[AusNOG] Aust Govt will build National Broadband Network, no company will be awarded the tender.
pbrooks-ausnog at layer10.com.au
Mon May 4 07:04:12 EST 2009
Bevan Slattery wrote:
> Come on - let's do this right for a change, because if anything the past
> 5 years and three initiatives have proven, Government DOESN'T know best.
Although sometimes government has to step in, because just as many
initiatives kicked off within the industry have died due to commercial
in-fighting as everybody attempts to steer the outcome to their own view
of what benefits themselves most, and the group/industry outcome comes a
distant second. Much as I'd like to believe that if we threw the
best-and-brighest in a room and locked the door for several weeks we'd
come out with a great set of cooperative interconnection and
architecture plans, in practice in the past the herded cats flick out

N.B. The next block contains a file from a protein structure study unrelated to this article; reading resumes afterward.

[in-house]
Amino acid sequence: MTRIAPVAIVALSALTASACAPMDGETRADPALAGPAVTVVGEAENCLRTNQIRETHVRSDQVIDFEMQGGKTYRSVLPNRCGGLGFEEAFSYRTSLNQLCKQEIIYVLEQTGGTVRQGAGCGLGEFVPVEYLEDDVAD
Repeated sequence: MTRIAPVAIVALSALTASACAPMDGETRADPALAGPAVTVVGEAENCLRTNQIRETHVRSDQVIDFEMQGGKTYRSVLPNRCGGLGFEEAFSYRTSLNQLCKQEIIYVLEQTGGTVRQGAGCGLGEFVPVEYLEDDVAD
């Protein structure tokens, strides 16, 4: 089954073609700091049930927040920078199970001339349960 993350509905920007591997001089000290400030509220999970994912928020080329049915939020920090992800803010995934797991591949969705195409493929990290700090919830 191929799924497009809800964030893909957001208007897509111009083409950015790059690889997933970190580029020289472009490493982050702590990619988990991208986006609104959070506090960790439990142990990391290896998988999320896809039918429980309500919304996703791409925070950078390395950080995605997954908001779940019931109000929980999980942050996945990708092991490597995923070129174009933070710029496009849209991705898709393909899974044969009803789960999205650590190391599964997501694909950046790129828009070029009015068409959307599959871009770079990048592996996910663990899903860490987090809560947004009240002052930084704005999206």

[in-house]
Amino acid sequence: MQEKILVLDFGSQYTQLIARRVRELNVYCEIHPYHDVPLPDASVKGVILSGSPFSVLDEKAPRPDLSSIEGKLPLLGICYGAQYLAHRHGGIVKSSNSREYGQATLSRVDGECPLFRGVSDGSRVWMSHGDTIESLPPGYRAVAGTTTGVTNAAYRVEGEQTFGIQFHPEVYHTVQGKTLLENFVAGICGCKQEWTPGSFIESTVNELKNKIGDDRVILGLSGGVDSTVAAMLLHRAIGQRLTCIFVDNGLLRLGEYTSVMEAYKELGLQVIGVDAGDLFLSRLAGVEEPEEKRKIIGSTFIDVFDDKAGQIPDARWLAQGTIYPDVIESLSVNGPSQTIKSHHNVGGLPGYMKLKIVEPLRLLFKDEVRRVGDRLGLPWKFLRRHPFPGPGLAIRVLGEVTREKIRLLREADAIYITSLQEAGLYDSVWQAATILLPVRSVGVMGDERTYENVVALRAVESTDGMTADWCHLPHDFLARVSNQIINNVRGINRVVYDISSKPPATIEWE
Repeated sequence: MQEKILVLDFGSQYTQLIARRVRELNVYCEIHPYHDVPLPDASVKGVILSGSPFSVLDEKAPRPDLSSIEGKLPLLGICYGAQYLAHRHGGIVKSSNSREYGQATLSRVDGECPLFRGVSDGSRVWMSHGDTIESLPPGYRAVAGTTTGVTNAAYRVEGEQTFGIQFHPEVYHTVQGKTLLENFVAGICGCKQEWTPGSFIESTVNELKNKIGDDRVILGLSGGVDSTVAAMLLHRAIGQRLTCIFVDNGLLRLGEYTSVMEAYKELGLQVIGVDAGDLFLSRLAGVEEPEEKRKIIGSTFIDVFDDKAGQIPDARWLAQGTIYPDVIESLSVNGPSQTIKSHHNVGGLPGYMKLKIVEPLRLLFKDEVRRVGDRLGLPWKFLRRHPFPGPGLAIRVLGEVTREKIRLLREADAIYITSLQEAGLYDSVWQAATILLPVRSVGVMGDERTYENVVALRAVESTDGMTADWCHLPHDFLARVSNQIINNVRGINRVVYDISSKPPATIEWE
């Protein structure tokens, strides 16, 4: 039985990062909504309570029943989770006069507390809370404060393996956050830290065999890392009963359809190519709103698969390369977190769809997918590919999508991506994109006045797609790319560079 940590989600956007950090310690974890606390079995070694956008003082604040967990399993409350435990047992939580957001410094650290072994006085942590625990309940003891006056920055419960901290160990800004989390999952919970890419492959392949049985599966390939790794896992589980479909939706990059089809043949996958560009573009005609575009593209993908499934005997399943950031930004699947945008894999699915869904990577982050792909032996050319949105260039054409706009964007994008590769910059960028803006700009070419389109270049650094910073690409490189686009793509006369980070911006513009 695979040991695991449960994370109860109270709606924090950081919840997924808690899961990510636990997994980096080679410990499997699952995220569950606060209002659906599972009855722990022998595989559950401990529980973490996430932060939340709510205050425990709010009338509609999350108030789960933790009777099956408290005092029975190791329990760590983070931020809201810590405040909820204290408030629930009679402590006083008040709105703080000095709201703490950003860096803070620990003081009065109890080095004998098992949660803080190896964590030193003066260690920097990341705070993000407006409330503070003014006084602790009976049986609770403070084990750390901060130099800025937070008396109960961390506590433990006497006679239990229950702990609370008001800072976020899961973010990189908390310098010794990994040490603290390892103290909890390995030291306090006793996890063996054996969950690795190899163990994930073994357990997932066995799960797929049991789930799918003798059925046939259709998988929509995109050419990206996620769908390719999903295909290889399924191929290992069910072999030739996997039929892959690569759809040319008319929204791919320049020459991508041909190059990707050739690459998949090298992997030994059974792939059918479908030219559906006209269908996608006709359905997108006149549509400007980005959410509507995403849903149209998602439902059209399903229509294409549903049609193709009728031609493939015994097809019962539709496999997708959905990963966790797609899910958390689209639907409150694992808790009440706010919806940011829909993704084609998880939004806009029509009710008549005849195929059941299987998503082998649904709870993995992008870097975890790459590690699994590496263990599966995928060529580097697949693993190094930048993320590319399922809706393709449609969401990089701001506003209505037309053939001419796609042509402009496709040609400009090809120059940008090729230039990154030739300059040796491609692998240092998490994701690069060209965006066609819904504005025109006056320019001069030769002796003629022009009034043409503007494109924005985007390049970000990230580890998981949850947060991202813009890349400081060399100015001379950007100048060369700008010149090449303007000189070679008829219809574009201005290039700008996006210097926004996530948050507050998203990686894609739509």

the claws and the whole thing has collapsed.
Perhaps FTTH is new enough that nobody will have an entrenched market
position, and the industry will come together to forge the brave new
world - Pollyanna still lives.
I truly hope we can do better at this than the French, often held up as
a beacon for competitor FTTH builds , as reported just last week:
Arcep publishes new proposals to ease FTTH stalemate amid low FTTH
subscriber figures; says telcos can set own wholesale rates.
France looked set to be a European leader in FTTH deployment when in
2006 Iliad announced it would invest EUR1 billion in FTTH networks by
2012, driving its competitors to plan investment.
Nearly three years on and only 170,000 homes subscribed to FTTH at the
end of 2008, of which 130,000 were cable customers, according to figures
published by Arcep on Tuesday. That is from an addressable market of
550,000 homes passed within 20,500 apartment buildings, the French
One sticking point has been which technology to deploy: point-to-point,
which is favoured by Iliad's Free, or GPON, which is being promoted by
Following a three-month trial that ended 31 March, Arcep has decided to
let operators decide which network technology to install, albeit with a
number of provisos.
After three years of industry infighting (including the regulator), the
regulator has decided to allow operators to choose the FTTH technology
they deploy, and thus have incompatible network builds in different areas.
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